It's been two years since Northern Midlands farmer Julian von Bibra started working with Greening Australia and Officeworks to revegetate his property as part of a national Restoring Australia initiative.
The partnership aims to restore some of Australia's natural habitat, by off-setting the production of paper products with the planting of new trees in some of the country's most ecologically-damaged regions.
For Mr von Bibra, whose family have lived on the Ross property for more than 100 years, forming community connections has become a vital part of ensuring future generations continue the agricultural legacy.
"My great-grandfather purchased the property in 1916. So we've had it passed down through the family ... five generations," he said.
"So you have this enormous connection with the community and with the land and you get to see things change over time.
"It's been a really positive part of that story, in terms of getting help from outside and sharing the burden of looking after a community good."
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In Tasmania, the project's focus is on the Tasmanian Island Ark region, which is home to many endangered species.
This partnership with landholders recreates more than 6000 hectares of new habitat by planting eucalyptus, acacias and tea tree varieties, creating natural corridors for native wildlife to traverse the paddocks across farms in the region.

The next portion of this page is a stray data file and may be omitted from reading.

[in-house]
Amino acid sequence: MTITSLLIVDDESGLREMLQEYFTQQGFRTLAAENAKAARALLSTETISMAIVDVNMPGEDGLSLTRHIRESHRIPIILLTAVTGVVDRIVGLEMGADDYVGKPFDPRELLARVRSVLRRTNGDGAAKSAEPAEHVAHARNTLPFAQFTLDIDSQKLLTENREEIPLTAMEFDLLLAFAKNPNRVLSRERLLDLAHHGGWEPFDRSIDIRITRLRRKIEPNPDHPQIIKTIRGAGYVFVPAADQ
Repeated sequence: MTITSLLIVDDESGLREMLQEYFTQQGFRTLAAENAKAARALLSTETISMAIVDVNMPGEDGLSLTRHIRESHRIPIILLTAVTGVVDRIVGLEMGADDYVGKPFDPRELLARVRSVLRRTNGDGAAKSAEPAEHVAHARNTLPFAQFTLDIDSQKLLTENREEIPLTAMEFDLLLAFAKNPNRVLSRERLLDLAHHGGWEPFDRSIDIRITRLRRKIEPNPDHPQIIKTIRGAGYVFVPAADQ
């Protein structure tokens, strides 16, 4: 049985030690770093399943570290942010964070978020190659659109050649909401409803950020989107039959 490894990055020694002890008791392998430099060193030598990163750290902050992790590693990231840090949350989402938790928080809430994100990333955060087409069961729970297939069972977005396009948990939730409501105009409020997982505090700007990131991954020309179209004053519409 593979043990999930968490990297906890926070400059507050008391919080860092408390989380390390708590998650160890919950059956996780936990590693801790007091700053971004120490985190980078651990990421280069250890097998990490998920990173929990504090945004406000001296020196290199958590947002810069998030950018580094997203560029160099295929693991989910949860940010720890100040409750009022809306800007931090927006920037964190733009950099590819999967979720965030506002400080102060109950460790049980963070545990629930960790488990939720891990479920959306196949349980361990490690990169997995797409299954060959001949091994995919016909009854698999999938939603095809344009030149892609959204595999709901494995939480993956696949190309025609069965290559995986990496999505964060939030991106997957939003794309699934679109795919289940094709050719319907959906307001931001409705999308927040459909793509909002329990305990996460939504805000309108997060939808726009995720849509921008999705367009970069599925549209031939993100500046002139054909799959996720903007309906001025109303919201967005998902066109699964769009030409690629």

Mr von Bibra said the scale of the project had far exceeded his expectations, particularly the partnerships and the sharing of resources.
"We are involved in agriculture and our skills tend to be looking after crops and animals," he said.
"Tree planting is another science. It's meant we've had access to some really skilled people at that sort of facet of farming.
"They've been able to get some good results, and manage that practice while we focus on the agricultural land.
"This area has been put aside for conservation and as a riparian zone, then managed accordingly. It has been so rewarding to see that take place."
Looking to the future, Mr von Bibra said as a landowner he had become a "small piece of the puzzle" in reacting to climate change and the man-made impact and on the land.
"Greeting Australia have a vision to link the Eastern and the Western tier," he said.
"It is facilitating movement of rare and threatened species, and giving them the ability to shift through these corridors, to ensure they can adapt to climate change.
"They can migrate through these corridors and ensure survival in perhaps a more suited landscape."